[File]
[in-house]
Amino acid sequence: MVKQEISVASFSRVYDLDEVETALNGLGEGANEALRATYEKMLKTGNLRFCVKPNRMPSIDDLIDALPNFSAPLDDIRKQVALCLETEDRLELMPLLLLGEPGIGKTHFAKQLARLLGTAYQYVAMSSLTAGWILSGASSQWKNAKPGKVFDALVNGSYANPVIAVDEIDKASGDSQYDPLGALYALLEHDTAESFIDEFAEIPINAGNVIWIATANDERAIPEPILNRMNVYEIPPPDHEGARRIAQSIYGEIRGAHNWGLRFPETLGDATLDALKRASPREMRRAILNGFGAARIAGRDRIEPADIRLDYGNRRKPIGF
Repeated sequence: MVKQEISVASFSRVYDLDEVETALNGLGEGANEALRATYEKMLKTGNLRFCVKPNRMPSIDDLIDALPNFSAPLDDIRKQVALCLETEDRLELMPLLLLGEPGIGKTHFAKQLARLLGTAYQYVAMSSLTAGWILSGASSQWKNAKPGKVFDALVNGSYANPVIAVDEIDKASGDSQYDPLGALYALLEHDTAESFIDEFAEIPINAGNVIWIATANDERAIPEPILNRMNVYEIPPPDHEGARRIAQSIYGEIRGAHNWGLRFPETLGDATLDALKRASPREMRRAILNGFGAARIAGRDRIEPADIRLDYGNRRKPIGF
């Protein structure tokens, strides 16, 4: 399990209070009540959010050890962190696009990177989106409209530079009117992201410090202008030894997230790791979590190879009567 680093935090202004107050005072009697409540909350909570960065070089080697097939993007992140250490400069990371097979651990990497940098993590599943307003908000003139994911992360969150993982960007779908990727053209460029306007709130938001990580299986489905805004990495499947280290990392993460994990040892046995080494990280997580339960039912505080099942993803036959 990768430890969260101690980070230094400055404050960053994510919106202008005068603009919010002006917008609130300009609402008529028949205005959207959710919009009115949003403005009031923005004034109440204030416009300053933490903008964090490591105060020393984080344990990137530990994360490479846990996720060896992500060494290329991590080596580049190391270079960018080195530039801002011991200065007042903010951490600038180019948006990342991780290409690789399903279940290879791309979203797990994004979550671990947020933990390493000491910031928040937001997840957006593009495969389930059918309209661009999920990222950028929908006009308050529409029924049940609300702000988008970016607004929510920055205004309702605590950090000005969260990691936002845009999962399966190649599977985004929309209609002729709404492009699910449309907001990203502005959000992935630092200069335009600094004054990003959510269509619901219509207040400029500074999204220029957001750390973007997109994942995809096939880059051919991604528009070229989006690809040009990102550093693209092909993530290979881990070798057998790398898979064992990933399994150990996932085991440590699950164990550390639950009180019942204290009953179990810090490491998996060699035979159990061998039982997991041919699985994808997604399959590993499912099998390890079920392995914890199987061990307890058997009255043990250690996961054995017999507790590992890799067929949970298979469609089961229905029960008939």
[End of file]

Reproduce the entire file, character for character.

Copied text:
[in-house]
Amino acid sequence: MVKQEISVASFSRVYDLDEVETALNGLGEGANEALRATYEKMLKTGNLRFCVKPNRMPSIDDLIDALPNFSAPLDDIRKQVALCLETEDRLELMPLLLLGEPGIGKTHFAKQLARLLGTAYQYVAMSSLTAGWILSGASSQWKNAKPGKVFDALVNGSYANPVIAVDEIDKASGDSQYDPLGALYALLEHDTAESFIDEFAEIPINAGNVIWIATANDERAIPEPILNRMNVYEIPPPDHEGARRIAQSIYGEIRGAHNWGLRFPETLGDATLDALKRASPREMRRAILNGFGAARIAGRDRIEPADIRLDYGNRRKPIGF
Repeated sequence: MVKQEISVASFSRVYDLDEVETALNGLGEGANEALRATYEKMLKTGNLRFCVKPNRMPSIDDLIDALPNFSAPLDDIRKQVALCLETEDRLELMPLLLLGEPGIGKTHFAKQLARLLGTAYQYVAMSSLTAGWILSGASSQWKNAKPGKVFDALVNGSYANPVIAVDEIDKASGDSQYDPLGALYALLEHDTAESFIDEFAEIPINAGNVIWIATANDERAIPEPILNRMNVYEIPPPDHEGARRIAQSIYGEIRGAHNWGLRFPETLGDATLDALKRASPREMRRAILNGFGAARIAGRDRIEPADIRLDYGNRRKPIGF
């Protein structure tokens, strides 16, 4: 399990209070009540959010050890962190696009990177989106409209530079009117992201410090202008030894997230790791979590190879009567 680093935090202004107050005072009697409540909350909570960065070089080697097939993007992140250490400069990371097979651990990497940098993590599943307003908000003139994911992360969150993982960007779908990727053209460029306007709130938001990580299986489905805004990495499947280290990392993460994990040892046995080494990280997580339960039912505080099942993803036959 990768430890969260101690980070230094400055404050960053994510919106202008005068603009919010002006917008609130300009609402008529028949205005959207959710919009009115949003403005009031923005004034109440204030416009300053933490903008964090490591105060020393984080344990990137530990994360490479846990996720060896992500060494290329991590080596580049190391270079960018080195530039801002011991200065007042903010951490600038180019948006990342991780290409690789399903279940290879791309979203797990994004979550671990947020933990390493000491910031928040937001997840957006593009495969389930059918309209661009999920990222950028929908006009308050529409029924049940609300702000988008970016607004929510920055205004309702605590950090000005969260990691936002845009999962399966190649599977985004929309209609002729709404492009699910449309907001990203502005959000992935630092200069335009600094004054990003959510269509619901219509207040400029500074999204220029957001750390973007997109994942995809096939880059051919991604528009070229989006690809040009990102550093693209092909993530290979881990070798057998790398898979064992990933399994150990996932085991440590699950164990550390639950009180019942204290009953179990810090490491998996060699035979159990061998039982997991041919699985994808997604399959590993499912099998390890079920392995914890199987061990307890058997009255043990250690996961054995017999507790590992890799067929949970298979469609089961229905029960008939």